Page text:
Ripple Broadens Remittances Between Africa, Gulf States, UK and Australia

At its annual conference, Ripple also announced product enhancements and license updates, including a focus on payments between enterprises and smaller businesses.

AccessTimeIconNov 8, 2023 at 4:00 a.m. UTC
Updated Nov 8, 2023 at 11:09 a.m. UTC
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Ripple, the cryptocurrency-based money transfer and payments network launched in 2012, is working with payments fintech Onafriq to expand remittance capabilities in Africa and across its borders with various Gulf nations, the U.K. and Australia.

Three new blockchain-based payments corridors will open between Onafriq users in Africa and customers of PayAngel in the U.K., Pyypl in the Gulf Cooperation Council (GCC), and Zazi Transfer in Australia, according to an announcement Wednesday at Swell, Ripple’s annual conference, in Dubai.

“Onafriq is a major payment player in Africa that serves 400 million mobile wallets,” said Monica Long, president at Ripple, in an interview. “We are excited about this because it also contributes to Ripple payments being able to cover 90% of FX markets.”

Ripple has become a mascot of resistance within the crypto industry for standing up to, and partially prevailing against, what is largely regarded as a heavy-handed and reactionary U.S. Securities and Exchange Commission (SEC).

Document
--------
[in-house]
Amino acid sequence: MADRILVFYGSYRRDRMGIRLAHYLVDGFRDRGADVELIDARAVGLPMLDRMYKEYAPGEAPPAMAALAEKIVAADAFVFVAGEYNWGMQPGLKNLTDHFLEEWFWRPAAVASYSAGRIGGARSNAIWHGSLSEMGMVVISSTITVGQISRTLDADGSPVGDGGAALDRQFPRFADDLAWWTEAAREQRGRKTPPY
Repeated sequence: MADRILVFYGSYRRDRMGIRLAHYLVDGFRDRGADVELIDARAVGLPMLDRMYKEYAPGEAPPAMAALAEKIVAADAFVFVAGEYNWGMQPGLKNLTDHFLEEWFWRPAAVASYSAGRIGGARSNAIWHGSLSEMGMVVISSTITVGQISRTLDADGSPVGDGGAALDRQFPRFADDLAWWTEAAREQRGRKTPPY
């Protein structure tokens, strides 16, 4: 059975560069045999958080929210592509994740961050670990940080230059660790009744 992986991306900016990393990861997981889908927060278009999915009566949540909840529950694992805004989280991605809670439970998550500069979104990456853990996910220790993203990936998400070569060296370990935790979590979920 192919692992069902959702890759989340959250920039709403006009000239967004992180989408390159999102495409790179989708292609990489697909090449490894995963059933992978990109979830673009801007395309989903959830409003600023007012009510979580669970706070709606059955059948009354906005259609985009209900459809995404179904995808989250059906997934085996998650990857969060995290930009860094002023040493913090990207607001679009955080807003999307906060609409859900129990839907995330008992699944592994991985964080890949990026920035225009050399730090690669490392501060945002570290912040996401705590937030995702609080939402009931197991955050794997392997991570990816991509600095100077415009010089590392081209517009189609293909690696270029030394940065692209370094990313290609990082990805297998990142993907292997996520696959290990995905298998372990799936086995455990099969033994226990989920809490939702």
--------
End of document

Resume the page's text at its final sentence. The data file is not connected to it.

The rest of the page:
Meanwhile, the price of XRP spiked this week, fueled by the approval of the token by the Dubai Financial Services Authority, as well as Ripple’s involvement in a central bank digital currency (CBDC) project with National Bank of Georgia (NBG). XRP, an open source project used by Ripple, acts as a bridge between two fiat currencies to facilitate faster and more efficient cross-border payments.

In addition, Ripple announced various product enhancements and license updates, including a focus on payments between enterprises and smaller businesses. Ripple has been steadily building up its collection of licenses, including money transmitter licenses in the U.S. and an institutional payments license in Singapore, with recent filings in the U.K. and EU.

“Our set of licenses means we can serve a bigger market,” Long said. “Previously, we only served licensed financial institutions and now we're able to serve enterprises and SMEs. So for example, importer/exporters and paying suppliers overseas, or paying employees in a company that has freelance developers in different parts of the world.”

UPDATE (Nov. 8, 11:09 UTC): Clarifies relationship between Ripple and XRP in fifth paragraph.

Edited by Sheldon Reback.


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Ian Allison

Ian Allison is an award-winning senior reporter at CoinDesk. He holds ETH.

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